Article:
Review of Probability and Statistics

MSAN 504 - Review of Probability and Statistics

Instructor: Jeff Hamrick

Course Syllabus

Summer 2013


Instructor: Jeff Hamrick, Ph.D., CFA, FRM

Office: Masonic 211

Office Hours: Half an hour before and after class.

Cell Phone: 617/943-4619

Email Address:

Class Location: 101 Howard Street, Room 451

Class Time: 10:00 a.m. - 12:00 noon on Thursdays and Fridays

ON COURSE OBJECTIVES. Any student who successfully completes this boot camp should:

  • Understand the definitions of probability mass functions, probability density functions, and cumulative distributions functions, as well as moments and cumulants;
  • Know the properties of the most famous examples of random variables (Bernoulli, binomial, exponential, Poisson, normal, etc.);
  • Master the underpinnings of the two most common parameter estimation techniques, maximum likelihood estimation and the method of moments;
  • Understand the difference between a sample and a population;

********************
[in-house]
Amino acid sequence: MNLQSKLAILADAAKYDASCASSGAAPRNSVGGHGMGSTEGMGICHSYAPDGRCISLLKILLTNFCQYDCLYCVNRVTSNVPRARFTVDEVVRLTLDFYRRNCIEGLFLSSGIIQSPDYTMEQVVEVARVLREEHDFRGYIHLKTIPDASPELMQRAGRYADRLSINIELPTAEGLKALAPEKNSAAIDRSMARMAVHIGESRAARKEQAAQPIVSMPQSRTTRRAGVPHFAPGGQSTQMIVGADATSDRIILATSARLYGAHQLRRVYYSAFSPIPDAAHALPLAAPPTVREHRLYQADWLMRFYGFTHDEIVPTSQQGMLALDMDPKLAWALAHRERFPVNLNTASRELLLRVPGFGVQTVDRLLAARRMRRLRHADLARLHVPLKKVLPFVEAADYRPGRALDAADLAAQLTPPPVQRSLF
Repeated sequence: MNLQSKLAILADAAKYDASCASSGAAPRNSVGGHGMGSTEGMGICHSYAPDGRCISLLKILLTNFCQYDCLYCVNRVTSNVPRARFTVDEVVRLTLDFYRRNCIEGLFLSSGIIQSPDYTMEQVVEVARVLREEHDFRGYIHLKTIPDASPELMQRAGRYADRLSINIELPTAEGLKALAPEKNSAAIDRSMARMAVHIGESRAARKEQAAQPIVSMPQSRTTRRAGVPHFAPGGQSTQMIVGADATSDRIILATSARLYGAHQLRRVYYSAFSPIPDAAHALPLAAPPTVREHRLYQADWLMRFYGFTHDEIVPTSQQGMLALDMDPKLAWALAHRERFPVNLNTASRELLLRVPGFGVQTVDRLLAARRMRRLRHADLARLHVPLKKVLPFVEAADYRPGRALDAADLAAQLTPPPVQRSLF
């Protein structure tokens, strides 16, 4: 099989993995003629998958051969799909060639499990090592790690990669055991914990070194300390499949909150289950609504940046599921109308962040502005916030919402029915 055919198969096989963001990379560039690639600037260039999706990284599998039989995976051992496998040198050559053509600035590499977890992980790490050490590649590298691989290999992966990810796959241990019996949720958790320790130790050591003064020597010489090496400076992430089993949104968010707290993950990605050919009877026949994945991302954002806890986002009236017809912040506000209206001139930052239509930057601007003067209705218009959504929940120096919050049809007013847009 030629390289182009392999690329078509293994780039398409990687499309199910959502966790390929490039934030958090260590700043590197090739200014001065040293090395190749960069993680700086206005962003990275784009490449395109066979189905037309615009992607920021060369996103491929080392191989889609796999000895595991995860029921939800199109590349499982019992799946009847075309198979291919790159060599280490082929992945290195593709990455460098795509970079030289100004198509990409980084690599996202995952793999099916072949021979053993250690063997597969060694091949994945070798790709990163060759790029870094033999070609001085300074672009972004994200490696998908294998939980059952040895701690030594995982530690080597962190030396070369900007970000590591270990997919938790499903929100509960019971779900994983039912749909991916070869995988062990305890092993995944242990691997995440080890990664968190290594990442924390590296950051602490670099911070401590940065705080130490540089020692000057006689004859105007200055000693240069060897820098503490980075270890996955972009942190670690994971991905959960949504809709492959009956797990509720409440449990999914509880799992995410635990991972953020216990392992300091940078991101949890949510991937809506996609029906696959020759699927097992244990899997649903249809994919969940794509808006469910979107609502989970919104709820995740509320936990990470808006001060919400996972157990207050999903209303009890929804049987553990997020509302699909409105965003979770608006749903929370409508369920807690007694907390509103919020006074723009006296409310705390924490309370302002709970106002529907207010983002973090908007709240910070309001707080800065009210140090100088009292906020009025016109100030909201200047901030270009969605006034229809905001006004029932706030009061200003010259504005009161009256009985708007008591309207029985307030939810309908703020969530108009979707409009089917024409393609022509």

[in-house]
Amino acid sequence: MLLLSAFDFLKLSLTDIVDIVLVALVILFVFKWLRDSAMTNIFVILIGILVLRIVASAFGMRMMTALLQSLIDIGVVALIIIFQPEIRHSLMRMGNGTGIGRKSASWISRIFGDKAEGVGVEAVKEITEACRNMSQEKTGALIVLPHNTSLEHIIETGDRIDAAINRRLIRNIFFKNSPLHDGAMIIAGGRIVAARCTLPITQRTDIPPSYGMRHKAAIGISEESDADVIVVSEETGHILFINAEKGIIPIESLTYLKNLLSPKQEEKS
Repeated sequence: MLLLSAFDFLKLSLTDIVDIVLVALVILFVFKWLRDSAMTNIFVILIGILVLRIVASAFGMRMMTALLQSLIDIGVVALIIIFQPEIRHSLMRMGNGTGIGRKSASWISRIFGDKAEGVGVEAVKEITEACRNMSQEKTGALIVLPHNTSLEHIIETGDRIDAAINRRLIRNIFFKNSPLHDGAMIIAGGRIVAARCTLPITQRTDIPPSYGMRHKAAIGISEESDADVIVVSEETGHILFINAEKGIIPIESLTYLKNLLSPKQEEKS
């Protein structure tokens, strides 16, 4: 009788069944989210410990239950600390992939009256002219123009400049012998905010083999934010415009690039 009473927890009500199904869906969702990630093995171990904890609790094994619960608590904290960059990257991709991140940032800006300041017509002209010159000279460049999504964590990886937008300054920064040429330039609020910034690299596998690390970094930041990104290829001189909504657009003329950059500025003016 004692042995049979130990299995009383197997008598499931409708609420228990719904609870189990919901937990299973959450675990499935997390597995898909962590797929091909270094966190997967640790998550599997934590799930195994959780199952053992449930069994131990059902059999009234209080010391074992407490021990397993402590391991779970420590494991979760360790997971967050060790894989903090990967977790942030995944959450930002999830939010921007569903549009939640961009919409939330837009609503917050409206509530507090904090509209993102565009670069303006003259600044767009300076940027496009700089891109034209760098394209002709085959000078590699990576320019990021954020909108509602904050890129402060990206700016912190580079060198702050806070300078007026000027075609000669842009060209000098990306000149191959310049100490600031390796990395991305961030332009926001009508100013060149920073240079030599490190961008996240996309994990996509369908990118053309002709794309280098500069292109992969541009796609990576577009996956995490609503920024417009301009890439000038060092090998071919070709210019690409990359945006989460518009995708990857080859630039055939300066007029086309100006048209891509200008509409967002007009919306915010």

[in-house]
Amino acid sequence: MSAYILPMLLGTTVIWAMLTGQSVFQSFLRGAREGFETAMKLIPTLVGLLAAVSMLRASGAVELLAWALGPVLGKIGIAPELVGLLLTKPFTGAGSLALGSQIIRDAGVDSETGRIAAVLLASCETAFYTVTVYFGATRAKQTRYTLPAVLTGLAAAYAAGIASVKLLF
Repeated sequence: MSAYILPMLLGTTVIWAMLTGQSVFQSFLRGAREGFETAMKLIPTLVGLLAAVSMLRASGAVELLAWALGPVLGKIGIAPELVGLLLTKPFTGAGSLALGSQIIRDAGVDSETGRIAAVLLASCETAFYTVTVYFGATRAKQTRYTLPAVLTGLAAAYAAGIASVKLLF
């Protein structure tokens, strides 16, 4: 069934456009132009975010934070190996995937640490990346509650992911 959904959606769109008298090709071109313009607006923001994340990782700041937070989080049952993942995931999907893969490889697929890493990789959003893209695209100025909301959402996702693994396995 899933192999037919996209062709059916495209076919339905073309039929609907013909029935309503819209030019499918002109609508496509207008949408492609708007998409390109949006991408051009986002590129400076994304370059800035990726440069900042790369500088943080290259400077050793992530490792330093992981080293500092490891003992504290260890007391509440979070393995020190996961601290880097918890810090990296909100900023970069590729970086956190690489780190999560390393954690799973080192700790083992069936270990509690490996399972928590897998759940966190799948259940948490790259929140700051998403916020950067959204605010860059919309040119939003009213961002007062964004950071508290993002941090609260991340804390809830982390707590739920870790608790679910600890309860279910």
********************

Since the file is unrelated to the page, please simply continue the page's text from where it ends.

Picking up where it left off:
• Be able to state the Central Limit Theorem, understand its importance, and apply it in a variety of basic situations;
  • Be able to implement, by hand and in R, all elementary one- and two-sample tests of hypotheses and confidence interval constructions (means, proportions, correlation, ratios of variances, etc.);
  • Understand the fundamental axioms, rules, and laws of probability theory;
  • Simulate (using R) random numbers governed by various probability distributions using the method of inverse transformation and the acceptance-rejection technique;
  • Be able to use R to generate standard numerical and visual summaries of data, including the five-number summary, box-and-whiskers plots, histograms, kernel density histograms, scatter plots, and stem-and-leaf plots;
  • Define, and work with examples related to, conditional probability;
  • Understand the importance of the concept of independence;
  • Prove and use the Law of Total Probability;
  • Use the Law of Total Probability to prove Bayes' Theorem and be able deploy Bayes' Theorem in a variety of practical situations;
  • Understand the difference between, for example, a Bayesian estimator and a traditional point estimator;
  • Work with random vectors as well as random variables;
  • Be able to state, and explain, the assumptions that drive the standard univariate linear regression model; and
  • Be able to generate point estimates for the coefficients in the standard univariate linear regression model by solving the normal equation.